If there is one thing I hear routinely from people coming home from their favorite theme park, it’s the disappointment of missing out on a particular attraction that they had their heart set on experiencing. Some knew well in advance, and just failed to adjust emotionally in time before their visit; others skipped blissfully into the sunset, research-be-damned, and were surprised to see that apologetic look on a cast member’s face as they blocked the entrance.
However you got there, that sinking feeling is the same.
When considering what this week would bring, I couldn't help but think that now is the time to find the positives in the next-times. With many of us canceling vacations, cruises, park visits, and all exciting things in general, it felt like the right time to shake things up and start looking forward to the good stuff ahead of us.
There are many things that keep us coming back to Disney time and time again, and, while they always feel inconvenient, things like ride closures are actually a crucial part of the process. Not only do they keep our favorite rides safe and well maintained, but they also bring us upgrades, additional features, and everyone’s favorite: the occasional holiday overlay. How fun is that, right?
Ride closures can sometimes also be the basis of what I like to call the Next Time Addendum. This occurs just before you leave Disney property, when the tremendous sadness of missing out on a certain attraction has inspired the initial thoughts of a whole other vacation. It may only be in the very early stages of conception, as you leave the empty line area of your missed attraction, that vengeful notion of thinking, I’ll be back for you, if it’s the last thing I do! But that can sometimes be enough to evoke the sudden, unshakable urge to do it all over again. By the time your American Airlines flight has touched down across the country, you've mapped out the entire game plan for your next trip back to the magic.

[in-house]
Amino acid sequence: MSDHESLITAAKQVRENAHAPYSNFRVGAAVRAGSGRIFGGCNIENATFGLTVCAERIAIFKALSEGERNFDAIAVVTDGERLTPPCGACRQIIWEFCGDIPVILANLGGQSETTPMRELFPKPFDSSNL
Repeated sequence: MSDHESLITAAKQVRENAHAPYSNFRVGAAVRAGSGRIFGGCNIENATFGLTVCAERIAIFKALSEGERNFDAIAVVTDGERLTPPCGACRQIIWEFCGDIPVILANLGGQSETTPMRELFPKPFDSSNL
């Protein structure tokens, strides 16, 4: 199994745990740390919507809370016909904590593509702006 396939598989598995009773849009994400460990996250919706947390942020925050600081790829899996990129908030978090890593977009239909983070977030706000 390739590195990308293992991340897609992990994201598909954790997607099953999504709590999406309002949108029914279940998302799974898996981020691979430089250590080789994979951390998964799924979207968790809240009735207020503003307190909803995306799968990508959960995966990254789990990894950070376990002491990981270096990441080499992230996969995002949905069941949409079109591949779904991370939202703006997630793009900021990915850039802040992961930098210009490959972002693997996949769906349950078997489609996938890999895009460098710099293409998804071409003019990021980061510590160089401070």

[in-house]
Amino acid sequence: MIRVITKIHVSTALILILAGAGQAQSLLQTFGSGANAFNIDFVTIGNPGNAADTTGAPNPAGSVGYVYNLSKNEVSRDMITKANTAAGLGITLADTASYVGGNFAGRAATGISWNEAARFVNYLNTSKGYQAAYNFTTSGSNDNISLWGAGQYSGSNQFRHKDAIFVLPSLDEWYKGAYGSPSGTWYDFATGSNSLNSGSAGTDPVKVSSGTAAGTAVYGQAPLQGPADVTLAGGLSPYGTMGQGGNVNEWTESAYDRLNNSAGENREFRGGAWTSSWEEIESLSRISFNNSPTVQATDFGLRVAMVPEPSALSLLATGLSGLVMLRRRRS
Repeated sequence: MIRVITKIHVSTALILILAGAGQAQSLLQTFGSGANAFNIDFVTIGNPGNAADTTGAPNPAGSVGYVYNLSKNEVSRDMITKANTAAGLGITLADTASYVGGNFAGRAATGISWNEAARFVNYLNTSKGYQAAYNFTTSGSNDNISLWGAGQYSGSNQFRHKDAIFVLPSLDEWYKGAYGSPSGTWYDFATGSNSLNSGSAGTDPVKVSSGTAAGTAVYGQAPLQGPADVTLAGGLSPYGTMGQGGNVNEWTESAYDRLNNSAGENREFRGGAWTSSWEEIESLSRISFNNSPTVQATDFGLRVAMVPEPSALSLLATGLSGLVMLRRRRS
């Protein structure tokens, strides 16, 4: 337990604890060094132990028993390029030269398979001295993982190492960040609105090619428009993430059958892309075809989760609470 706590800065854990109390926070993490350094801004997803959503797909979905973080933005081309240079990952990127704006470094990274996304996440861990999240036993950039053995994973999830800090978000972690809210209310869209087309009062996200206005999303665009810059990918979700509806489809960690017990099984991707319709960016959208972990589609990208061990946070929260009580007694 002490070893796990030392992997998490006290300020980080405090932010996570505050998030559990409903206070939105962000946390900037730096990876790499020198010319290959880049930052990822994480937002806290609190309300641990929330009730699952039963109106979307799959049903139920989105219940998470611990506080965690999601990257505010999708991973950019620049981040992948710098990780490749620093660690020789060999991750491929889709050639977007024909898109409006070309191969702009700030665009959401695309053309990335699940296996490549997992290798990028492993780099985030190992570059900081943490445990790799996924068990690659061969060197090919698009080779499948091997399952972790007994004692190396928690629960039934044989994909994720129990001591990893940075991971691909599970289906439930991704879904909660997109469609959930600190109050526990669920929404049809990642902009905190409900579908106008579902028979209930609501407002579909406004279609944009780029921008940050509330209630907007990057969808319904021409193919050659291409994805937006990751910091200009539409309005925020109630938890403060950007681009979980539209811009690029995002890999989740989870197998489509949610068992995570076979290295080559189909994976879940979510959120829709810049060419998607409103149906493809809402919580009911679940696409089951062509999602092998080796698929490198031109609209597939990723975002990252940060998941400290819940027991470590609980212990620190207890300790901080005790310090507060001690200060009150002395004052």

Due to the nature of having special needs children, we have become professionals at this. If it were a sport, I would be holding the trophy engraved with "next-time champions."
As most of you know, I live on the beautiful, yet far away, south coast of Sydney, Australia, which makes our go-to park California's Disneyland. With the additional cross country flight to Walt Disney World, our trips to Florida are much further between. A couple of years ago, we made our return to Orlando and were able to experience some of the newer additions to the parks, including Animal Kingdom's Pandora.
Pandora was something I was very much looking forward to, having read such wonderful things about its beauty. We were unable to get FastPasses for Flight Of Passage, and had unsuccessfully planned to head straight to the attraction at park opening. Unfortunately, we were met with a 190-minute wait time after the 20 minutes it took to clear security and enter the park. But, despite the disappointment, I knew that it would most likely be a 'next time' attraction, and was buoyed by the plan to return after dark to see the real Pandora come to life.
After a few hours in the park, and meeting up with some friends, my daughter's tolerance for the sounds and crowds of the park began to wain. This often manifests in snarky (yeah, yeah, she gets it from me, I know), passive-aggressive, emotional outbursts, and as her mother, I tend to be the safest person to direct her emotional displacement toward. We decided it was time for a sensory reset, and booked in some last-minute FastPasses for Finding Nemo the Musical to see if the darker atmosphere, air conditioning, and lack of ambient noise would help to calm her.